Jeramey Jannene
City Hall

City Will Begin Mailing Parking Tickets

Starting with tickets given at night, to protect parking checkers from verbal threats and physical assaults.

By - Dec 1st, 2021 03:15 pm
Parking enforcement. Photo by Michael Horne.

Parking enforcement. Photo by Michael Horne.

The City of Milwaukee is poised to start mailing some parking tickets to offenders instead of placing them on windshields. It’s a move designed to cut down on abuse and threats received by the city’s roving parking checkers.

Starting Jan. 1, the Department of Public Works intends to mail citations for night parking violations.

“We are always looking for ways to try to minimize the risk those individuals face during their jobs,” said Public Works Commissioner Jeff Polenske in briefing the Public Works Committee Wednesday morning.

That risk includes verbal threats, but has also included getting stabbed and shot at.

Since August 2017, DPW has recorded 175 incidents involving threats. More than half occurred during third shift said Rich Dollhopf, parking enforcement manager.

Forty percent of the incidents occurred from 2 a.m. to 6 a.m. Between those hours vehicles parked on the street, with limited exceptions, are required to have a $55 per year permit. On many streets, the vehicles must also be parked on a certain side of the street. The fee for non-compliance is $20 if paid within 14 days.

The new process will extend the timeline to pay to 21 days, which Dollhopf said will accommodate the up to three days it will take to mail the citation via USPS First Class Mail. The same contractor that mails overdue citation notices would mail the overnight violations.

The citation will include a photo of the vehicle, captured by automated cameras. “Also captured with that process is the actual GPS address of where that vehicle was parked,” said Dollhopf.

The only authorized by-mail citations would be for the lack of a night permit or for parking on the wrong side of the street during night parking hours.

The camera system mounted on the checker’s Jeep vehicle automatically dings when a license plate is spotted that doesn’t have a valid overnight permit.

But despite the growing automation in the job, DPW has struggled with retention of parking enforcement officers. The 2021 budget funds 58 positions, which Dollhopf said have a starting wage of between $16 and $17 per hour. There are also four lead enforcement officers positions and four supervisors.

“We are happy when someone can retire, but most people do leave before they can retire,” said the enforcement manager.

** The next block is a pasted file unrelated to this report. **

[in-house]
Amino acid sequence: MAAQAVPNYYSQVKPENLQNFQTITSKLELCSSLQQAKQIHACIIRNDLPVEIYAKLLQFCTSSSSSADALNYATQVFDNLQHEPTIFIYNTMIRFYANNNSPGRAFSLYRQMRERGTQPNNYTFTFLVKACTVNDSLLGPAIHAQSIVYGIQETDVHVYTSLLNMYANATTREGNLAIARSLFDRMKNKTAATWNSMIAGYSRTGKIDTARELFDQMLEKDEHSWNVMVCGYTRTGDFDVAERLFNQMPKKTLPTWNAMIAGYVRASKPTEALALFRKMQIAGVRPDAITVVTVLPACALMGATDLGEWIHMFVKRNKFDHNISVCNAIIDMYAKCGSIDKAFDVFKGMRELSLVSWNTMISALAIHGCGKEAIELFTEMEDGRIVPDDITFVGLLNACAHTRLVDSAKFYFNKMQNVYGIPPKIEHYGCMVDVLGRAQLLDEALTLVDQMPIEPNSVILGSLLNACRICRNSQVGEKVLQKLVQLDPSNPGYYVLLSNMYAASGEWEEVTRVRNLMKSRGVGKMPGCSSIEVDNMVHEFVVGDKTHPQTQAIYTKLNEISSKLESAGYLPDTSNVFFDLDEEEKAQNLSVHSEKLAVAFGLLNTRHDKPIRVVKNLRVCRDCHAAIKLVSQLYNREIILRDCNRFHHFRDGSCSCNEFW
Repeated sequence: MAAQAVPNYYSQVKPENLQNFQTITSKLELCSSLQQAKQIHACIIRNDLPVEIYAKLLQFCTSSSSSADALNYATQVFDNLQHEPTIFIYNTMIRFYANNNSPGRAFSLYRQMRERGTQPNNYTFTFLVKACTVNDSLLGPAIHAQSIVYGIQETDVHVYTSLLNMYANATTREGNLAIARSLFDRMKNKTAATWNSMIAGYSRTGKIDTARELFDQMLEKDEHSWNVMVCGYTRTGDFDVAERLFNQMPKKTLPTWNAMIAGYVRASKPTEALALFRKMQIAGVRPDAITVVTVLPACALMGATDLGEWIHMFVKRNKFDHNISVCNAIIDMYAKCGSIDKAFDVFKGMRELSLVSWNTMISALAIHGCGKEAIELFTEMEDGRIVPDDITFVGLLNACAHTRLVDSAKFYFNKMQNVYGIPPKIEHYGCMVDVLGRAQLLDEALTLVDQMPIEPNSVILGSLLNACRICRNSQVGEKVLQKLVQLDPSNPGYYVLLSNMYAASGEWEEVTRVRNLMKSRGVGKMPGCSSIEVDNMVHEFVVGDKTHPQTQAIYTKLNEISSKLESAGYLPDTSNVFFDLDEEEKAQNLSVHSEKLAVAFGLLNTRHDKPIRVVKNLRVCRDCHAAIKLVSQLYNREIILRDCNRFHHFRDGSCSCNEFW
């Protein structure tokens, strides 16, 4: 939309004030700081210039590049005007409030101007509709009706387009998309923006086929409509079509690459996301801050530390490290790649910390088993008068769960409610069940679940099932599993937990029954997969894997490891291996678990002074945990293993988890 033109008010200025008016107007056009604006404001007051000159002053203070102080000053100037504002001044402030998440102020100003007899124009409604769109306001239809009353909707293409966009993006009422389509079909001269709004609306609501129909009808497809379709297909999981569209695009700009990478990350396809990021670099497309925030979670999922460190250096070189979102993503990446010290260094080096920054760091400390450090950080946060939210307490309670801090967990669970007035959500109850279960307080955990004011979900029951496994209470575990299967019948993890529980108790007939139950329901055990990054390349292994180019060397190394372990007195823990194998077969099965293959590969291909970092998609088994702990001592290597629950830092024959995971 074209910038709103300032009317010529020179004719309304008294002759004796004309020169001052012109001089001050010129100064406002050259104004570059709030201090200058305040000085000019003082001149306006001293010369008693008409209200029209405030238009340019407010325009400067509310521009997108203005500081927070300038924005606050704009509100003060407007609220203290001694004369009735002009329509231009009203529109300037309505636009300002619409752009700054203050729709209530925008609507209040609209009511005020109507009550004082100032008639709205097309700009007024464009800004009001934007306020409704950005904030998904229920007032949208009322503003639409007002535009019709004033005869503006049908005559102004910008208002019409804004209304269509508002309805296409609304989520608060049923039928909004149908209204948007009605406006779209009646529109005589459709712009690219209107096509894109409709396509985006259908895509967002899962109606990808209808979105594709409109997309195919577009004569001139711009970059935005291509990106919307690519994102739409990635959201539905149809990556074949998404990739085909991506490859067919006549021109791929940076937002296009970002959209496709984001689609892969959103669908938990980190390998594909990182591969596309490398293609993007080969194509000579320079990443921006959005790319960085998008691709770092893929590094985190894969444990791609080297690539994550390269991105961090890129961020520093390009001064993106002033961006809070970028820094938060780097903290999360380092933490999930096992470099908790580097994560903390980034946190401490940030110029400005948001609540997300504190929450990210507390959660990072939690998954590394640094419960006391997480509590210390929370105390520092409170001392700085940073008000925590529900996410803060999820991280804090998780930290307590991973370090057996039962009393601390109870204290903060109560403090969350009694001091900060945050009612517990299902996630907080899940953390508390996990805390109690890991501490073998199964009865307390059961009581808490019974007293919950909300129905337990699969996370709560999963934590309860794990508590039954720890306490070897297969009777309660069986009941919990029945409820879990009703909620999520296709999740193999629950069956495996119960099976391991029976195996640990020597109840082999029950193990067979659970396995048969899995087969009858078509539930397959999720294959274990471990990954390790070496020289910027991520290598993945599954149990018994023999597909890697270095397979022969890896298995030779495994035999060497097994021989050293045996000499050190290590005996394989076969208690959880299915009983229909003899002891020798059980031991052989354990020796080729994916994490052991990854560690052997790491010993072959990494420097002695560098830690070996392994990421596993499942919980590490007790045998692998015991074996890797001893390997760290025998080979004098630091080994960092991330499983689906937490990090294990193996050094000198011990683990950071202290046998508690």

Parking services manager Thomas Woznick told the committee in May that turnover was increasing because of safety concerns. Those concerns include being caught in a literal crossfire. He said there were six incidents where drivers saw or heard gunfire that wasn’t directed at them.

“The reality is that anyone that has to be exposed to these types of ongoing incidents, it creates a lot of issues with morale,” said Woznick.

Alderman Mark Borkowski suggested that the mailing system could alleviate an issue that crops up in his southwest side district: illegal parking during school pickup.

“We are just about ready to put it on a windshield and voila, the guy takes off,” said Borkowski, describing a situation that he said generates constituent complaints when driveways and alleys are blocked. The department’s practice is not to issue a citation if the driver moves the vehicle before the citation can be placed on their windshield.

Dollhopf said daytime staffing levels can make enforcement difficult. Back in May, Woznick noted that the department is scheduled to have 25 enforcement officers, nearly half of its staff, out overnight.

Ald. Robert Bauman said, based on their behavior, his near west side neighbors have figured out that a full complement of workers is not conducting overnight enforcement. Is the city even doing overnight enforcement? he asked. Dollhopf and Polenske said the department is enforcing the city’s parking regulations uniformly.

But that led Bauman to another question. Could mailing tickets lead to a scenario where someone gets a ticket on their vehicle for one violation and a citation in the mail for an overnight violation? Dollhopf said the department doesn’t double ticket people, instead noting what other violations were observed on the citation.

Bauman also offered a compliment to those involved in handling parking tickets: “You actually don’t have horns, compared to the opinion of many out there in the community,” he quipped.

The pilot project to mail tickets, according to the authorizing resolution, is to last for one year. In 2019, the City Attorney’s office issued a written opinion that it was legal. DPW would need to report back on the pilot results at the halfway point and again at its conclusion.

The committee unanimously endorsed its adoption. The full council will consider the proposal at its Dec. 14 meeting.

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